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State turns over 7,700 pages of documents in Jamie Snow's murder case

Jamie Snow waves to family and friends in the courtroom during a hearing Wednesday, Sept. 8, 2021, in Bloomington.
David Proeber
/
The Pantagraph (Pool)
Jamie Snow waves to family and friends in the courtroom during a 2021 hearing in Bloomington.

The state has turned over 7,704 pages of documents to the legal team working to secure a new trial for Jamie Snow on murder charges, Snow’s legal team told a judge at a hearing on Wednesday.

Snow was convicted in 2001 of killing gas station attendant Bill Little a decade earlier during a robbery near downtown Bloomington. Snow, now 55, has maintained his innocence.

In August, attorneys with the Exoneration Project argued that more than 8,000 pages of State Police and Bloomington Police Department records had not been turned over to the defense. Some of the records were seen for the first time this year by the defense, defense lawyer Lauren Myerscough-Mueller said at that time.

Much of Wednesday’s hearing, conducted via a Zoom link, involved how Snow may be able to review the voluminous cache of records in his cell at Stateville Correctional Center. Normally, lawyers would share discovery documents during in-person visits, but the large number of records makes that option impractical.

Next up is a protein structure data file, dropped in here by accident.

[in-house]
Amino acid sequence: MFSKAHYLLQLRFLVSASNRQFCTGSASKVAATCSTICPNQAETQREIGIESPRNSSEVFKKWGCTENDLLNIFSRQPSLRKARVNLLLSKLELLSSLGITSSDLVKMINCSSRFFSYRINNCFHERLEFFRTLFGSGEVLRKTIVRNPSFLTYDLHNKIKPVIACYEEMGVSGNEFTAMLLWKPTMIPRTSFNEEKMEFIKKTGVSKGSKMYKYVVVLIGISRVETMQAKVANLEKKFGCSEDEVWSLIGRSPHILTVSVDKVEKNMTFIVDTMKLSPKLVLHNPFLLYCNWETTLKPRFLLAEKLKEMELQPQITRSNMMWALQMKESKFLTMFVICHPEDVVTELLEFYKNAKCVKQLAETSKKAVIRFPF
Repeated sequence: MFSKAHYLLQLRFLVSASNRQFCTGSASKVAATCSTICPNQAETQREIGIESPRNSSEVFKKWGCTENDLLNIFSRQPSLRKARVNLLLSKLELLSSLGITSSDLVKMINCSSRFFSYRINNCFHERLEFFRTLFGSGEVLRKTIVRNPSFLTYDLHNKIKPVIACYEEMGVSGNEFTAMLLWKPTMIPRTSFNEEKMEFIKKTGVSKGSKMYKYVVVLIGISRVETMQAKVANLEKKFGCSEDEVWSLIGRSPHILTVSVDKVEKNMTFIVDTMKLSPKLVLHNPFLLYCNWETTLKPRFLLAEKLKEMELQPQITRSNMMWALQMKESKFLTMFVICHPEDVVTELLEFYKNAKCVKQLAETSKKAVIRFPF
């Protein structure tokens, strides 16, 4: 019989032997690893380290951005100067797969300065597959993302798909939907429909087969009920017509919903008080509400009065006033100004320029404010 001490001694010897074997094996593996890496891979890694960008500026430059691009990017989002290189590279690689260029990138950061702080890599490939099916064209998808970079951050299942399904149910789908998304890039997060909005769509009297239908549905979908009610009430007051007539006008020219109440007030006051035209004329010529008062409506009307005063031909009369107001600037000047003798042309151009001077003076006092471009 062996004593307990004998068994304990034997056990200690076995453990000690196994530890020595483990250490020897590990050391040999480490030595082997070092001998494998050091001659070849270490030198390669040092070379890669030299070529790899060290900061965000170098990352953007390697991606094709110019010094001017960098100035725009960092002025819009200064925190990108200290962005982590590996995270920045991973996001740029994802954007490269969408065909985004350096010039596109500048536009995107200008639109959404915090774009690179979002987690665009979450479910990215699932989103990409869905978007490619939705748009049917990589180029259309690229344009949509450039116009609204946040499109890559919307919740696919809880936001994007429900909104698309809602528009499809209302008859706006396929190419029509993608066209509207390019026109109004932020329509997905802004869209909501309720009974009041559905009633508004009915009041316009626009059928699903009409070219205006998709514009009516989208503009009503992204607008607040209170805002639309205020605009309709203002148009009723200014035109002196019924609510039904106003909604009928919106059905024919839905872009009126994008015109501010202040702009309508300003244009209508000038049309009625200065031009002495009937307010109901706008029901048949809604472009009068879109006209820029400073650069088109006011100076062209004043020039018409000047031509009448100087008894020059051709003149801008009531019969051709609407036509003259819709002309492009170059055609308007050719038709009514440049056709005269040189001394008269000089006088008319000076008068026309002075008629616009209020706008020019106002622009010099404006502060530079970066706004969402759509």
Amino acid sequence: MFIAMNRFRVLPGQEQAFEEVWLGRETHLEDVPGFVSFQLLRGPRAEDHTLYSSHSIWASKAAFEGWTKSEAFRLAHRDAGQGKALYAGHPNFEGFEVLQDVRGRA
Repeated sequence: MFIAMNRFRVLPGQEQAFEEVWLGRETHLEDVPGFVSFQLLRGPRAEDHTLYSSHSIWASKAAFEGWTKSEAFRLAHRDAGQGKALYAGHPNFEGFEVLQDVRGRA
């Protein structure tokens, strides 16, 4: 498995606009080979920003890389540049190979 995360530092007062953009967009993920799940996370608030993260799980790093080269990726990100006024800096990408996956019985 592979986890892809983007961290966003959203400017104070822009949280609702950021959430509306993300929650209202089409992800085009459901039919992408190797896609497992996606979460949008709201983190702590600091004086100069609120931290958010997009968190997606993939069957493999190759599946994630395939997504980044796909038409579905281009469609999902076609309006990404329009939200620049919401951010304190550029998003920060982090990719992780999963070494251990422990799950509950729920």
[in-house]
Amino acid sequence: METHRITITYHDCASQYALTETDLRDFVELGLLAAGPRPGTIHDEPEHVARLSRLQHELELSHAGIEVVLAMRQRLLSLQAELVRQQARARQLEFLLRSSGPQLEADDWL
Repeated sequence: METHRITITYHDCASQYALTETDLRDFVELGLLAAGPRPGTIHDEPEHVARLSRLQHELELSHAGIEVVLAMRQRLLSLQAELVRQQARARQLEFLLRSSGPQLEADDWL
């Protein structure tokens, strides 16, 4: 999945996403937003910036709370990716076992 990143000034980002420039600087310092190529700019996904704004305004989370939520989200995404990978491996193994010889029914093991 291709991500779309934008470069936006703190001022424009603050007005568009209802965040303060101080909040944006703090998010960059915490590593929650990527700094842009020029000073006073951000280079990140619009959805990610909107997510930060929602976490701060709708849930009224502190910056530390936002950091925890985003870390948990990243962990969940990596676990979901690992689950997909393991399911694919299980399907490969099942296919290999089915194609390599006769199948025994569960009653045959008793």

Snow “is in the best position to know what’s new in these (records), since he’s been dealing with this case the longest,” Myerscough-Muller told Judge Ramon Escapa.

First Assistant State’s Attorney Brad Rigdon, noting that a current court order bars lawyers from sharing the records, asked that defense lawyers retrieve the documents after Snow has a chance to review them.

Discussion on the access issue will continue after the defense team has a chance to look into electronic options the Department of Corrections may have for Snow to examine the records. Many of the records are duplicate police reports and could be reviewed more easily after some organization by Snow’s lawyers, the judge noted.

The release of 7,700 pages is related to forensic testing sought by Snow for more than a decade. In 2007, a judge ordered the state to provide records; the state handed over about 900 pages to Snow’s lawyers. A subpoena issued later to the two police agencies netted more than 8,000 pages of documents.

The judge and lawyers will teleconference in January and, if an agreement is reached, Snow will have access to the materials. A Feb. 16 hearing is set to review the status of the case and the records review.

Edith Brady-Lunny was a correspondent at WGLT, joining the station in 2019. She left the station in 2024.